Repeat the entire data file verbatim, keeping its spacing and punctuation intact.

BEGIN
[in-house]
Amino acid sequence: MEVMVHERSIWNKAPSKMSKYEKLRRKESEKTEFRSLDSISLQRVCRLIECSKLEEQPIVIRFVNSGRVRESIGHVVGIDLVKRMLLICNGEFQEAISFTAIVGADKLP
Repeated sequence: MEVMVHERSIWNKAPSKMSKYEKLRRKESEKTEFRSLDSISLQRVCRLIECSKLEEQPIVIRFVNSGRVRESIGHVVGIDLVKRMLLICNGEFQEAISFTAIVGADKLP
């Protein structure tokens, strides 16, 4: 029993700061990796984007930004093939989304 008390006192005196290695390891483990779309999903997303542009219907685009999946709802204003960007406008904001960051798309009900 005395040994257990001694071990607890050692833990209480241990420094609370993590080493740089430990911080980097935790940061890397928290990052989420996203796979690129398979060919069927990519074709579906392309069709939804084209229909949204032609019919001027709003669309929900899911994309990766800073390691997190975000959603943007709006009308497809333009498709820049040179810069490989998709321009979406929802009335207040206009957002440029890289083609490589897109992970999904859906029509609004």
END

[in-house]
Amino acid sequence: MEVMVHERSIWNKAPSKMSKYEKLRRKESEKTEFRSLDSISLQRVCRLIECSKLEEQPIVIRFVNSGRVRESIGHVVGIDLVKRMLLICNGEFQEAISFTAIVGADKLP
Repeated sequence: MEVMVHERSIWNKAPSKMSKYEKLRRKESEKTEFRSLDSISLQRVCRLIECSKLEEQPIVIRFVNSGRVRESIGHVVGIDLVKRMLLICNGEFQEAISFTAIVGADKLP
């Protein structure tokens, strides 16, 4: 029993700061990796984007930004093939989304 008390006192005196290695390891483990779309999903997303542009219907685009999946709802204003960007406008904001960051798309009900 005395040994257990001694071990607890050692833990209480241990420094609370993590080493740089430990911080980097935790940061890397928290990052989420996203796979690129398979060919069927990519074709579906392309069709939804084209229909949204032609019919001027709003669309929900899911994309990766800073390691997190975000959603943007709006009308497809333009498709820049040179810069490989998709321009979406929802009335207040206009957002440029890289083609490589897109992970999904859906029509609004």